Two UW biochemists seek to unlock secrets with NIH New Innovator Awards

With the support of the National Institutes of Health 2022 High Risk, High Reward New Innovator Awards, University of Wisconsin-Madison biochemistry professors Ci Ji Lim and Amy Weeks are pursuing some of their more unconventional ideas about repeating DNA sequences and how cells rearrange proteins as they receive signals from outside their walls.

More than half of the human genome is made up of repetitive DNA sequences. Lim studies telomeres, repeating DNA sequences that appear at the ends of chromosomes, including how telomeres are maintained and organized and how they replicate.

Research to date has mainly focused on the length of these repeat sequences – shorter telomeres have been associated with aging, while both shorter and longer telomeres have been linked to certain cancers. But Lim hopes to change that.

Ci Ji Lim

According to Lim, the research suggests that telomere length is just one variable that scientists could consider in their quest to understand health, disease, and basic biological functions related to telomeres. How certain proteins bind along this repetitive DNA sequence could have important implications that scientists don’t yet understand.

“It’s time we got a sense of what the distribution of proteins is like along repetitive DNA sequences and how that changes with different telomere states.” Right now it’s a black box, Lim says. “The tools that we are going to develop, with others, could overcome this barrier and allow us to understand this system, bringing into synergy an entire field of research in chromosomal biology on repetitive genomic sequences.

Using gene-editing tools and advanced DNA sequencers, Lim plans to study the arrangement of proteins along telomeres to understand if their location and order matter.

“I think this work could provide the missing link between previous studies that use oversimplified telomere systems and the complex protein-DNA interactions that occur at the telomere level in cells,” Lim says.

Weeks’ research group draws on a variety of disciplines including protein engineering, chemical biology, cell biology and proteomics – the study of large sets of interrelated proteins – using a multitude of tools and technologies different, to map protein dynamics in humans and how these proteins respond in time and space to signals from outside cells.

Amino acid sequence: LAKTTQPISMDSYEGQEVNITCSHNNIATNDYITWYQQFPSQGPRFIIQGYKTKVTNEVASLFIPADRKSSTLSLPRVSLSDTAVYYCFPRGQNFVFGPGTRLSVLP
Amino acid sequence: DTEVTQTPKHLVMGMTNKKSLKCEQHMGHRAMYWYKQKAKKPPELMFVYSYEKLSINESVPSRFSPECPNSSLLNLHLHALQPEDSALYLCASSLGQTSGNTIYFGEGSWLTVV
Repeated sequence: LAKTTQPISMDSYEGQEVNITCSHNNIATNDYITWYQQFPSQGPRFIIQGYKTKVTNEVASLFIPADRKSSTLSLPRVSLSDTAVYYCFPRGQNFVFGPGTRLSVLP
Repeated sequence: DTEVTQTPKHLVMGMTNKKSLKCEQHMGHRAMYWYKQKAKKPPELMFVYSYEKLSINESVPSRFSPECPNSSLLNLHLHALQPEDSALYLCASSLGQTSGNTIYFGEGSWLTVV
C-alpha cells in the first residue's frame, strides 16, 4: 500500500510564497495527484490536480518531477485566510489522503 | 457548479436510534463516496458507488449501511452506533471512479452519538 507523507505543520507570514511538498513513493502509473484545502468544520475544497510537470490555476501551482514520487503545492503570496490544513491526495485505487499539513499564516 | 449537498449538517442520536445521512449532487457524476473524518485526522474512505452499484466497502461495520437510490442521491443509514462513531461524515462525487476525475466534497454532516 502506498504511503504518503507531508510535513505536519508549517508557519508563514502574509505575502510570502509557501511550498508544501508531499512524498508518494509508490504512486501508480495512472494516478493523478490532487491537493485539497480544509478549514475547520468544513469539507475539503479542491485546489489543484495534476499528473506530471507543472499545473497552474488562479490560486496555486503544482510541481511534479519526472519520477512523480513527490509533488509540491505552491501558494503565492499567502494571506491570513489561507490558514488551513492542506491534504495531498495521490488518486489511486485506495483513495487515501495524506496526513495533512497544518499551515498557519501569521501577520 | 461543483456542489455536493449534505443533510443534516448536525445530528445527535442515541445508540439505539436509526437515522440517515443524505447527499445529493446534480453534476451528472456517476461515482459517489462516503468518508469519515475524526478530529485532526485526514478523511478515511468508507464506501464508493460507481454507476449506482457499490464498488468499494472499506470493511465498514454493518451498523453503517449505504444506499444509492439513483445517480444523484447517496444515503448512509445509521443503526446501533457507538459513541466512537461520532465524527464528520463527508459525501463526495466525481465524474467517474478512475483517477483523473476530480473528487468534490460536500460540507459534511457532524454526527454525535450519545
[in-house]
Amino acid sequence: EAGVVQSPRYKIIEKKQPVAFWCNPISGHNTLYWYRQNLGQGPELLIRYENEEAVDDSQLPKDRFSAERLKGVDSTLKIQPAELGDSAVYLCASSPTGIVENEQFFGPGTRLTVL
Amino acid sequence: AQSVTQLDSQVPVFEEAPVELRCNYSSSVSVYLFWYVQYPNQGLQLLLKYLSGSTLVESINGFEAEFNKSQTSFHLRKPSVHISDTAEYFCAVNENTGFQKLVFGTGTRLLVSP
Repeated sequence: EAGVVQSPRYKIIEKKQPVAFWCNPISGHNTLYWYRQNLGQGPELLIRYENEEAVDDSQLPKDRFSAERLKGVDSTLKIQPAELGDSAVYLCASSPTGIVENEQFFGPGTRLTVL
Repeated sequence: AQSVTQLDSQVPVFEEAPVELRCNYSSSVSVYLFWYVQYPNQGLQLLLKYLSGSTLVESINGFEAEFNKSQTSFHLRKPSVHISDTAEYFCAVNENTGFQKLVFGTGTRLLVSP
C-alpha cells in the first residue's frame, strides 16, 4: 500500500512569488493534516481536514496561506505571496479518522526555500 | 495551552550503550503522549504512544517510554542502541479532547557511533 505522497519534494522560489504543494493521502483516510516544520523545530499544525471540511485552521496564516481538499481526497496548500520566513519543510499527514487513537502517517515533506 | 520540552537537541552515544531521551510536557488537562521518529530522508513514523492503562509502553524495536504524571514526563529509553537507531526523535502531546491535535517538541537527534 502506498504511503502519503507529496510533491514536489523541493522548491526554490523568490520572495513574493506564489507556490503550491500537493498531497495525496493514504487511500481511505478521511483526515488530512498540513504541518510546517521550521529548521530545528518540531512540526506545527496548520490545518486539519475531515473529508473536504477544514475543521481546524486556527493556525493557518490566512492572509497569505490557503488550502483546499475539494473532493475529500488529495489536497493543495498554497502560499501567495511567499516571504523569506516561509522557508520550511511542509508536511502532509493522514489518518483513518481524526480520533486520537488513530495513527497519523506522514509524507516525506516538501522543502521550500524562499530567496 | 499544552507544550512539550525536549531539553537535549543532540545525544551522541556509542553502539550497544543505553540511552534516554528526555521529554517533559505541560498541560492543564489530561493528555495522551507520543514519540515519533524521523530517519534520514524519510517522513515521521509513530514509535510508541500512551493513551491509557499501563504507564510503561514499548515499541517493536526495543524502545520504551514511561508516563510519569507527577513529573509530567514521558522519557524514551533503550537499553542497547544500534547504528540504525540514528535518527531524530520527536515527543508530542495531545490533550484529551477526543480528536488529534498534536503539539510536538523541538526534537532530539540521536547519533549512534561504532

Amy Weeks

A subset of his research involves deciphering the biological functions of post-translational modifications, that is, the chemical changes that reprogram the organization of cells after the production of a protein. These changes occur on a continuum of time scales, ranging from seconds to days depending on the biological signals involved.

There are hundreds of thousands of post-translational modifications, but scientists only know the functions of a few thousand. Weeks plans to develop automated tools that can be applied to all proteins in humans and will allow scientists to develop targeted hypotheses about what different post-translational modifications do.

“I think you’ll hear some people in the field of cell signaling say that many post-translational modifications are just spectators, that they don’t have an important function. I don’t think that’s true,” Weeks says. “I think it’s analogous to when the human genome was first sequenced. People used to say that 90% of the human genome was junk DNA, and now we know that that’s not true. I think something similar is true of these protein modifications.

Once developed, Weeks’ tools could help scientists understand how proteins move between cell compartments in response to signals they receive and how this relates to function.

Grants to Lim and Weeks are among 71 researchers who received New Innovator awards this year. The fellowships, created to support unconventional approaches to key challenges in biomedical and behavioral research, provide up to $1.5 million over three years for exceptionally innovative research by early career researchers.

Learn more about the New Innovator Awards on the NIH website.

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